Page 1

Hurricanes recruits look promising at spring scrimmage SPORTS // Page 12

Care for earth and let it care for you OPINION // Page 6

Stay hot with sustainable wear and keep the Earth cool EDGE // Page 9

Arboretum future foggy as director steps down NEWS // Page 3

Illustration by Emily Dulohery




April 17, 2018 - April 24, 2018


Hug the Lake holds deeper meaning for UM community By Elina Katrin Staff Writer @linakatrin

There is a reason why hundreds of people encircle Lake Osceola and hold hands each April. It’s not some cultish ritual; this is Hug the Lake, a University of Miami tradition. “We do this to honor and recognize various sustainable and eco-friendly practices,” said Lindsey Woods, assistant director of the Butler Center for Volunteer Service and Leadership Development. “While it’s a very short event, it’s very meaningful and impactful just to remind our campus community essentially that Earth Day is something that we should care about ... Our ecosystems on our campus are something that we should care about.” It’s been 13 years since Random Acts of Kindness, a UM student organization created to “brighten the lives of students,” presented its idea of surrounding Lake Osceola to celebrate Earth Day. When members of the Butler Center heard the idea, they loved it. Hug the Lake then became an annual event, where approximately 700 members of the campus community gather for a symbolic hug and singing of the UM Alma Mater. In the past two years, the tradition has expanded to include an educational component. The Butler Center has partnered with Green U and UM Student Government’s Energy and Conservation Organization Agency. Both organizations have focused on bringing in various community businesses and local agencies that have some environmental or sustainable practice as their mission. These local businesses and agencies table out on the Lakeside Patio in conjunction with Hug the Lake. The student committee has also introduced various eco-friendly activities that take place before Hug the Lake. This year, one of the

Hunter Crenian // Photo & Visuals Editor COMING IN FOR A HUG: Hundreds of University of Miami students are expected to encircle Lake Osceola April 20 as part of the annual Hug the Lake event. Hug the Lake started 13 years ago when Random Acts of Kindess created the event to celebrate Earth Day on UM’s Coral Gables campus.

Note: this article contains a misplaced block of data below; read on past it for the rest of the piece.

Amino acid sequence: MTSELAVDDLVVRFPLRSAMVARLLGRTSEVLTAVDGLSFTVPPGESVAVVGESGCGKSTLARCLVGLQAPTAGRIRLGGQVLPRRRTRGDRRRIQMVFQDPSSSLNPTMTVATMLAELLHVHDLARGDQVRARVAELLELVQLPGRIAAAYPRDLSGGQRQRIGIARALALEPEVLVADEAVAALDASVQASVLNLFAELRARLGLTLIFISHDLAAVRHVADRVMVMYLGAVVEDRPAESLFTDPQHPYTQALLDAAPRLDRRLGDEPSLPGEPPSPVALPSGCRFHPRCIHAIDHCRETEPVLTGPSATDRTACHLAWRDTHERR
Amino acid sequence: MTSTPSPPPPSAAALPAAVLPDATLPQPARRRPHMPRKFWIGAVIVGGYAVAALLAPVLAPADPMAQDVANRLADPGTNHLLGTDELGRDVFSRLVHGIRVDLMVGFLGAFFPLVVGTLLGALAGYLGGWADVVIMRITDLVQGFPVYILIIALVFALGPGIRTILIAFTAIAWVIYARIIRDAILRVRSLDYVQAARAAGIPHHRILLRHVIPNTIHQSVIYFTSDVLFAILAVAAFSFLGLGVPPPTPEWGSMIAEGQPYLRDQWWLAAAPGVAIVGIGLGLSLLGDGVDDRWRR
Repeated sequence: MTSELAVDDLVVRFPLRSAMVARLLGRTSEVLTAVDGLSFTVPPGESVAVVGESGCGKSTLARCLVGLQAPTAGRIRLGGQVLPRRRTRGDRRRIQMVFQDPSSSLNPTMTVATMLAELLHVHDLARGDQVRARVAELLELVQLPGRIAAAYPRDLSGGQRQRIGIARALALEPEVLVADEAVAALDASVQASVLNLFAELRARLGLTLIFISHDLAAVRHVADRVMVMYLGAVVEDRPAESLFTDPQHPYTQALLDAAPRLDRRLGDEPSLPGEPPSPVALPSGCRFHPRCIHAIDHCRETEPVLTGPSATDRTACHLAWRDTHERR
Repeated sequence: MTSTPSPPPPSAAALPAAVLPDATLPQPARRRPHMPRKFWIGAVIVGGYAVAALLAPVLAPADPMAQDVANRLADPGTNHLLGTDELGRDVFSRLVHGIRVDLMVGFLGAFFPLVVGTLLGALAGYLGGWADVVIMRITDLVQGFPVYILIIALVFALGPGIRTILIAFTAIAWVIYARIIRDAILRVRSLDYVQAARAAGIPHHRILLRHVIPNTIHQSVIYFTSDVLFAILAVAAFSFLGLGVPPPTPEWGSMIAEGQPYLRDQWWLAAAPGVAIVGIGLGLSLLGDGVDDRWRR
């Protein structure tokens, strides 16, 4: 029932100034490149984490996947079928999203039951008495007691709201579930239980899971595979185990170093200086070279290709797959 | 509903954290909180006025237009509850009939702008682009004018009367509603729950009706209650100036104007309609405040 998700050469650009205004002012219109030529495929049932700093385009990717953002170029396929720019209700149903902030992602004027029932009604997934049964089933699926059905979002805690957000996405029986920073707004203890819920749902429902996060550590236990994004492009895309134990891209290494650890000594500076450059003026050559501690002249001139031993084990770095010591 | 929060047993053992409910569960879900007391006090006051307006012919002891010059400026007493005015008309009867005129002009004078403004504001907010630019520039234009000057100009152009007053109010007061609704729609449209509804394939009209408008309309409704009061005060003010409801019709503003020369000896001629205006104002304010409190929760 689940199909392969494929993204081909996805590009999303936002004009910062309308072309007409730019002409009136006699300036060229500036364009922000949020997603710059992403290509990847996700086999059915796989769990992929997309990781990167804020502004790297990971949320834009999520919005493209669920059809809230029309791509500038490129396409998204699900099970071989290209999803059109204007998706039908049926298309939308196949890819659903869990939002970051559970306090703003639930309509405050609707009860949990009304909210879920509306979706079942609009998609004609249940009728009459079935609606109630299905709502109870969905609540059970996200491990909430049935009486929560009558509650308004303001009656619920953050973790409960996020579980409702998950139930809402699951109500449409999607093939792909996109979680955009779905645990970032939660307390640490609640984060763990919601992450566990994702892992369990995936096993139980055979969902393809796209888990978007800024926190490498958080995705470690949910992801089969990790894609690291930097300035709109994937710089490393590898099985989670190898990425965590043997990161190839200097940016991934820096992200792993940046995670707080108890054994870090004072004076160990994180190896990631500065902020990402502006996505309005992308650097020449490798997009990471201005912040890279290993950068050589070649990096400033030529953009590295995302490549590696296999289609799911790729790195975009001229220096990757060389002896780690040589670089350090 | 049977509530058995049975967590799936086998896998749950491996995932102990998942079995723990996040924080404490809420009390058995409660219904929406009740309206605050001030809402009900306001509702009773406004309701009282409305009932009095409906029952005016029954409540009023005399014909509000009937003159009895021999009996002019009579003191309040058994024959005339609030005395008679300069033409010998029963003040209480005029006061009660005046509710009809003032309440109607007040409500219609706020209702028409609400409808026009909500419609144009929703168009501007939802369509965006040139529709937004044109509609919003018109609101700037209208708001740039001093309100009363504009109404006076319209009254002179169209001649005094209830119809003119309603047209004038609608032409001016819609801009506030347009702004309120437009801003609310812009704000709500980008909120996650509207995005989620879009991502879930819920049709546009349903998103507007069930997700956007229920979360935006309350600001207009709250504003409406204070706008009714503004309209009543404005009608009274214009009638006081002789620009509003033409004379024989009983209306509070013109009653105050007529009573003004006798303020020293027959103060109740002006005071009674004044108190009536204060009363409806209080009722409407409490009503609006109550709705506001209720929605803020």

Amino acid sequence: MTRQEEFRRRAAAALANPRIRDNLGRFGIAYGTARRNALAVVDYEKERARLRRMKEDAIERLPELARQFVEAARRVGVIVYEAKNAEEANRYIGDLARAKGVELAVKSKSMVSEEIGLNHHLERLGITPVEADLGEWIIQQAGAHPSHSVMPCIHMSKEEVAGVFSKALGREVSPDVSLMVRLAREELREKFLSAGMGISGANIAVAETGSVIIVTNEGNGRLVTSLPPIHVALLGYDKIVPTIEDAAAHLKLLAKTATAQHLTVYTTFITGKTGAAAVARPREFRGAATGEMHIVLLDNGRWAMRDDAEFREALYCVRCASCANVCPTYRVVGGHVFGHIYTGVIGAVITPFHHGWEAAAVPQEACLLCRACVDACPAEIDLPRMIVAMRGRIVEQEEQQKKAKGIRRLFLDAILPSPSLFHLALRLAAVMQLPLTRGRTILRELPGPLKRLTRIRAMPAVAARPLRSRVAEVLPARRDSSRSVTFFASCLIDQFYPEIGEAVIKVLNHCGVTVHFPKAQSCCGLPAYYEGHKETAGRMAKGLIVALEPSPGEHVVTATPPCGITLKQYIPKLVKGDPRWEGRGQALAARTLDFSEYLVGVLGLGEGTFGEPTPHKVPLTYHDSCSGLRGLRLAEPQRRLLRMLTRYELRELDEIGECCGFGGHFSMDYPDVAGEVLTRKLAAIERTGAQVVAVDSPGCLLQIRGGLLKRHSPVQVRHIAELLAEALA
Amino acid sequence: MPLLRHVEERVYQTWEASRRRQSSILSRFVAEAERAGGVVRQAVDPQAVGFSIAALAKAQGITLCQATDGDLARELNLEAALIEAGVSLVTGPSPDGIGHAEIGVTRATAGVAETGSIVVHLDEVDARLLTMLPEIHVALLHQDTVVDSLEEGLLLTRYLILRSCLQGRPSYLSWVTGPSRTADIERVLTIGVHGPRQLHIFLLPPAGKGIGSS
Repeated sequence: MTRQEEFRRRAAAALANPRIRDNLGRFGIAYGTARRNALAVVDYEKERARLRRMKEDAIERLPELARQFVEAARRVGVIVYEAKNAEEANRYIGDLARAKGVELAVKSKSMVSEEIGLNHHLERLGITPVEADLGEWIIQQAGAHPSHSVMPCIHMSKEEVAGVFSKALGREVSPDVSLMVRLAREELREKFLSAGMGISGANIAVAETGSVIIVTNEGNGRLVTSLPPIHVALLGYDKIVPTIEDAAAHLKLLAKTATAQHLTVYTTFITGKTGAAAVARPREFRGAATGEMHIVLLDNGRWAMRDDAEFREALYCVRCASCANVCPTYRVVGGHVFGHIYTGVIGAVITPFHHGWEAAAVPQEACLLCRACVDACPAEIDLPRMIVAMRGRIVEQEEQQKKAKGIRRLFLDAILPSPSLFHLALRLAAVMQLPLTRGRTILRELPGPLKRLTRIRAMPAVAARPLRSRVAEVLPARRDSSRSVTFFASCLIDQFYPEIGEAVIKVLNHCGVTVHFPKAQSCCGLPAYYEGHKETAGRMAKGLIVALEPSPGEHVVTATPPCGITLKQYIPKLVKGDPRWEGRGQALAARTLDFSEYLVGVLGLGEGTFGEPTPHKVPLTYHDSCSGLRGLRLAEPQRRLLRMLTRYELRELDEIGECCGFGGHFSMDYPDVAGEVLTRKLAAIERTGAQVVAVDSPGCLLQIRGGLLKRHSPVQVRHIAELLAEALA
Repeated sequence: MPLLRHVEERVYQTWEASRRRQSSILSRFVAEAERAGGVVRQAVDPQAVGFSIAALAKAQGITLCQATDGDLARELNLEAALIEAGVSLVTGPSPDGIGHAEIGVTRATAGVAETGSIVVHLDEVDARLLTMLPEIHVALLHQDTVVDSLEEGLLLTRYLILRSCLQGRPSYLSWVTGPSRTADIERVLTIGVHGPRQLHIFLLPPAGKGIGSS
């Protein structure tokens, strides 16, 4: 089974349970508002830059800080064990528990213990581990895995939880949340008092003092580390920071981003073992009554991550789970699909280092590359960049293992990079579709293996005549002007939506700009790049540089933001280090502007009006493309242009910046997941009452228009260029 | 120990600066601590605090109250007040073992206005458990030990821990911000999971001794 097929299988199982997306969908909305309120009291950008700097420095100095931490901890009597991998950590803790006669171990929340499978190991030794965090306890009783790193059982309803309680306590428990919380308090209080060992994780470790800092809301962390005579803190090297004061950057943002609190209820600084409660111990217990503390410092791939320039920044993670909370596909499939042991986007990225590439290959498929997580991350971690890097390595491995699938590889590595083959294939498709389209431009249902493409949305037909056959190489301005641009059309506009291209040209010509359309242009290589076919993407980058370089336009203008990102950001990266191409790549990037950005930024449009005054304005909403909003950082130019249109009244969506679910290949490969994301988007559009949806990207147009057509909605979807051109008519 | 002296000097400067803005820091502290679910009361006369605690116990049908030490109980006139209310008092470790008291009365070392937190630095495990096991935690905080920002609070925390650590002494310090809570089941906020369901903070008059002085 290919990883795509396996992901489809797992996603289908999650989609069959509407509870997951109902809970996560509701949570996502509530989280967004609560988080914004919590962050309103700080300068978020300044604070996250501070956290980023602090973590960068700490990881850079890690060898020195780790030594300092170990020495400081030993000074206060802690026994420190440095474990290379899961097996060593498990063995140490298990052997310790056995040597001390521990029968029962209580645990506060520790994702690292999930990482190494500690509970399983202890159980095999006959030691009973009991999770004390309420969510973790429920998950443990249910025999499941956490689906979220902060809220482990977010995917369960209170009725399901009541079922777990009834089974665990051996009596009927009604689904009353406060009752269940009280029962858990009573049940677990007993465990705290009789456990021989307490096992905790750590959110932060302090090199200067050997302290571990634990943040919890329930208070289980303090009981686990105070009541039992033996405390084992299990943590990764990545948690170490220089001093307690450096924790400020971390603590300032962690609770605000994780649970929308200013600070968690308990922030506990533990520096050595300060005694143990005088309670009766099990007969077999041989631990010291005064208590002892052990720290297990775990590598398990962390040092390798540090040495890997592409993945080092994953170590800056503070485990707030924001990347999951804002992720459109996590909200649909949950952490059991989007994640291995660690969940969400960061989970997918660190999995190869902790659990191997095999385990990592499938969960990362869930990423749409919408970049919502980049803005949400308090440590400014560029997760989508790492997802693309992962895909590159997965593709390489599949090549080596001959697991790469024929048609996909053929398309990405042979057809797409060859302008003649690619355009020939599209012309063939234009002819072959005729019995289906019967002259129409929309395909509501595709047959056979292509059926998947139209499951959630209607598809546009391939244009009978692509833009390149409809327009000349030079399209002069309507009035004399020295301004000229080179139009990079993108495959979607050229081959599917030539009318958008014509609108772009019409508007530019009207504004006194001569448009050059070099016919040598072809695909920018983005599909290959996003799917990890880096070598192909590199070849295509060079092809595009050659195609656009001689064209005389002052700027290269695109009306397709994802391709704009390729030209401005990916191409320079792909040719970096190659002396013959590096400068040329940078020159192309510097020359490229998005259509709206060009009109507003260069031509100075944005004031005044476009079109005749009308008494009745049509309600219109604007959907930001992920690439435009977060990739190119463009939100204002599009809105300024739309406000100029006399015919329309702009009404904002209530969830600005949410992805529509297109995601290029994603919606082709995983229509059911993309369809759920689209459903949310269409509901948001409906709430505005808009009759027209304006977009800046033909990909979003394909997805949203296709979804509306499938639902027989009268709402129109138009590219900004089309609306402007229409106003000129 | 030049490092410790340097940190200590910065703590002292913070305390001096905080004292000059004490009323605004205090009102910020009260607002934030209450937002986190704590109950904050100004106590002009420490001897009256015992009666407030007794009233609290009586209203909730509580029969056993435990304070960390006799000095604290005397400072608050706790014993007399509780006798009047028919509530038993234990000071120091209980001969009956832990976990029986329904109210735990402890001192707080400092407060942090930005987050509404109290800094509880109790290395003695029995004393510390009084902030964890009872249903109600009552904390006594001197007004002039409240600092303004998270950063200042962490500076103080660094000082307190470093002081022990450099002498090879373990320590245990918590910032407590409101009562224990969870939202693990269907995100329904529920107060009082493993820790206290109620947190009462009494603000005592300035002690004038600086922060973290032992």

booths will ask students, “What is trash?” and educate them on which receptacle certain items should go into; another will teach students how to turn old T-shirts into reusable grocery bags. Alec Jimenez, the outgoing chair of SG’s ECO Agency said this year and every year, Hug the Lake is about celebrating the environment. “We are partnering with the Hug the Lake Committee to celebrate the Earth, Lake Osceola and all the efforts individuals and organizations have done to protect their environments throughout the year,” Jimenez said. For junior Stefanie Getz, this

event is an opportunity for students to take a few minutes out of their day to appreciate the beauty of the nature around them. “Since we do the event on campus, and we have such a beautiful campus, it also resonates with students because we’re living in this place with such amazing nature,” said Getz, an environmental engineering major. “I admire the lake, UM’s campus and the nature around me all the time, and I think this event helps other people to remember to do the same.” Woods said the goal is

always to increase the number of participants. With the expansion of newer campus areas, such as the Fate Bridge, there’s an opportunity for more people to come out and participate in the event. “I could very well see it turning into a 1,000-person event,” Woods said. “And how amazing would that be?” To Woods, this is a unique UM tradition that is unlike any other event on campus. It’s not only an educational opportunity to learn more about Earth Day but also a program of community. She said Hug the Lake gives students an opportunity to hold hands